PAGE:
The power transistor 25 is controlled by a microcontroller chip 26, e.g. a Motorola MC68HC705JK1. Numerous other microcontrollers or timer circuits are equally well suited for employment in the present invention. A biasing signal on an output pin 4 of the microcontroller 26 extends through a line 28, and a pair of series resistors 30 and 32, to the base of the power transistor 25.
In accordance with the invention, the power transistor 25 is turned on at a gradual, rather than sudden, rate to reduce radio frequency interference. To control the rate of switching of the transistor 25, a capacitor 34 is positioned between the junction of the resistors 30, 32 and the collector of the power transistor 25.
The resistor-capacitor pair 30, 34 constitutes an integrator circuit which provides negative feedback to control the rate at which the power transistor turns on and off. The rate of switching of the power transistor 25, i.e. slew rate, is a function of the time constant of the resistor 30 and the capacitor 34.
With the power transistor 25 turned on, current flows from the power transistor 25 through a series resistor 36 to the load 14.
Since the control circuit employs a power transistor 25, rather than a thyristor, the control circuit 10 requires a zero current detection circuit. There are numerous commonly known zero current detection circuits which may be employed in conjunction with the present invention. The following should therefore be considered merely as an example.
A zero current detection circuit detects when zero current is passing through the power transistor 25 and the load 14, (which occurs in each half cycle of the AC power source), and provides a low signal to a pin 16 of the microcontroller 26 through a line 38.
The zero current detection circuit includes a transistor 40 whose emitter is interconnected to the resistor 36 at a junction point 35 in common with the emitter of the power transistor 25.
The collector of the transistor 40 is connected to a low voltage power supply through a resistor 42. When current is flowing through the power transistor 25 to the load 14, a voltage level is maintained at the junction point 35. When zero current is passing through the load 14 and the transistor 25, the voltage level at the junction point 35 decreases.
As a result, increased current flows through the transistor 40. The increase in current flow through the transistor 40 causes a reduction in the voltage level at a point 44, between the resistor 42 and the collector of the transistor 40. This reduced voltage level, or low signal, appears through the line 38, on an "interrupt-input" pin 16 of the microcontroller 26 and the microcontroller switches the high signal on the output pin 4 to low and commences a time delay cycle before generating a new high signal on the pin 4.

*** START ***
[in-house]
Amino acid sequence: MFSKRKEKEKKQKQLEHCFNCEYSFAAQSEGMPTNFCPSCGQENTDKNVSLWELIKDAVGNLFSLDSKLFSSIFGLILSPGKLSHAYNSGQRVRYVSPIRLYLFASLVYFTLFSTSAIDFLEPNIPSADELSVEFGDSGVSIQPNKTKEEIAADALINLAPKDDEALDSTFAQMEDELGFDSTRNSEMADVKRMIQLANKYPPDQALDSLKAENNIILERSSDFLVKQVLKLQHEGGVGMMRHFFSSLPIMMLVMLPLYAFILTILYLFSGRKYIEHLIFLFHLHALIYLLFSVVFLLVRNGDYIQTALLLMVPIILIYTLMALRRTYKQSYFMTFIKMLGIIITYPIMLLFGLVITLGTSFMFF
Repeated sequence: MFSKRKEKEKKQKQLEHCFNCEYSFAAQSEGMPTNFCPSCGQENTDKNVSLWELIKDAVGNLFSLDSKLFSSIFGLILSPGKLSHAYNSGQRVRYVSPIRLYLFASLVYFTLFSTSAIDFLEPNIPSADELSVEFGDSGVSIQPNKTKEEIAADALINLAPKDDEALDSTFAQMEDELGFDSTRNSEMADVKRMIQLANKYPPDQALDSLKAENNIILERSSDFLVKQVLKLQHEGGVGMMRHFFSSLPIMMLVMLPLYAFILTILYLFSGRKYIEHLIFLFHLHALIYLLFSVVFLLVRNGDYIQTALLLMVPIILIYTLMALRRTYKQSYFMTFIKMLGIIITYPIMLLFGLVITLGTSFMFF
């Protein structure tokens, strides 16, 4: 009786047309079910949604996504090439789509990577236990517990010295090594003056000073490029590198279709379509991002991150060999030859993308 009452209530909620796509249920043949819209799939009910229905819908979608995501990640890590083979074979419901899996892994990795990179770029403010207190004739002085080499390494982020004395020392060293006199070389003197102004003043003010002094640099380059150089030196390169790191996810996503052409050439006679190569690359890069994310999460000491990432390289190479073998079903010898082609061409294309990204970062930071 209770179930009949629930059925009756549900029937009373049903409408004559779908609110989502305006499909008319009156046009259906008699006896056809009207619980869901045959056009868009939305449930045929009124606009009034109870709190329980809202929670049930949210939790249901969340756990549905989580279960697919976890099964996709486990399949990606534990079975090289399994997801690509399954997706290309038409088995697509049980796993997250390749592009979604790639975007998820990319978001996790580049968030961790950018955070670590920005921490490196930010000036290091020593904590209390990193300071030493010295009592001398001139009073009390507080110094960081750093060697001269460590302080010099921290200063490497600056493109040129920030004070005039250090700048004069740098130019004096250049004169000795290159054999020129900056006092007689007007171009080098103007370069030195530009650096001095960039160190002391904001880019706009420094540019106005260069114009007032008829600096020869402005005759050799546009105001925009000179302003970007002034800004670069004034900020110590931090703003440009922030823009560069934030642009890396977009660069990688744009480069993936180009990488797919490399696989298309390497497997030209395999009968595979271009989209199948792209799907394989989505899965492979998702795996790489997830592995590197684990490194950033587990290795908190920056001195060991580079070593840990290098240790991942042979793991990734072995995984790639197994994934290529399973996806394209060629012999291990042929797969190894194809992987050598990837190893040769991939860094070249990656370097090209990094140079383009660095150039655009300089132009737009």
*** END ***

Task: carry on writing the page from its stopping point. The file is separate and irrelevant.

The transistor 40 is not forward biased when current is flowing through the power transistor 25 to the load 14 because the current flow through the power transistor 25 generates a relatively high voltage level at the junction point 35, i.e. at the emitter of the transistor 40, which is greater than the voltage level at a point 46, which is separated from the base of the transistor 40 by a diode 45. When the current flowing through the power transistor 25 and the load 14 approaches zero, however, the voltage level at the point 46 is greater than the voltage level at the junction point 35 and the transistor 40 becomes forward biased.
It should be appreciated that the microcontroller 26 is programmed with a plurality of different time delay values. Successive high input signals, appearing at a pin 11, in response to actuation of a switch 48, effects selection of the desired time delay value, hence selection of the amount of power to be applied to the load 14. For example, if the switch 48 is closed a first time, minimal power is applied, i.e. maximum time delay; closing the switch 48 a second time reduces the time delay, with the time delay being successively reduced on subsequent closing of the switch 48 until full power is applied.
Thus it will be seen that there is provided a power control with reduced radio frequency interference which achieves the various aspects, features and considerations of the present invention and which is well-suited to meet the conditions of practical usage.
Since various possible embodiments might be made of the present invention and since various changes might be made in the exemplary embodiment shown herein without departing from the spirit of the invention, it should be understood that all matter herein described or shown in the accompanying drawing should be interpreted as illustrative and not in a limiting sense.
|Cited Patent||Filing date||Publication date||Applicant||Title|
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|Citing Patent||Filing date||Publication date||Applicant||Title|
|US7928711||Mar 17, 2009||Apr 19, 2011||Texas Instruments Deutschland Gmbh||Linear voltage regulator with accurate open load detection|
|US20090322292 *||Mar 17, 2009||Dec 31, 2009||Texas Instruments Deutschland Gmbh||Linear voltage regulator with accurate open load detection|
|U.S. Classification||315/297, 323/271, 315/360, 323/277, 315/199, 315/302|
|International Classification||H05B39/04, G05F1/46|
|Cooperative Classification||Y02B20/14, G05F1/467, H05B39/041|
|European Classification||H05B39/04B, G05F1/46B7|
|Aug 7, 2000||AS||Assignment|
Owner name: AMCOR GROUP, LTD., THE, NEW YORK
Free format text: ASSIGNMENT OF ASSIGNORS INTEREST;ASSIGNOR:DAVIS, DANIEL;REEL/FRAME:010999/0685
Effective date: 19991223
|Jun 2, 2004||FPAY||Fee payment|
Year of fee payment: 4
|Jun 23, 2008||REMI||Maintenance fee reminder mailed|
|Jul 7, 2008||SULP||Surcharge for late payment|
Year of fee payment: 7
|Jul 7, 2008||FPAY||Fee payment|
Year of fee payment: 8
|Jul 23, 2012||REMI||Maintenance fee reminder mailed|
|Dec 12, 2012||LAPS||Lapse for failure to pay maintenance fees|
|Jan 29, 2013||FP||Expired due to failure to pay maintenance fee|
Effective date: 20121212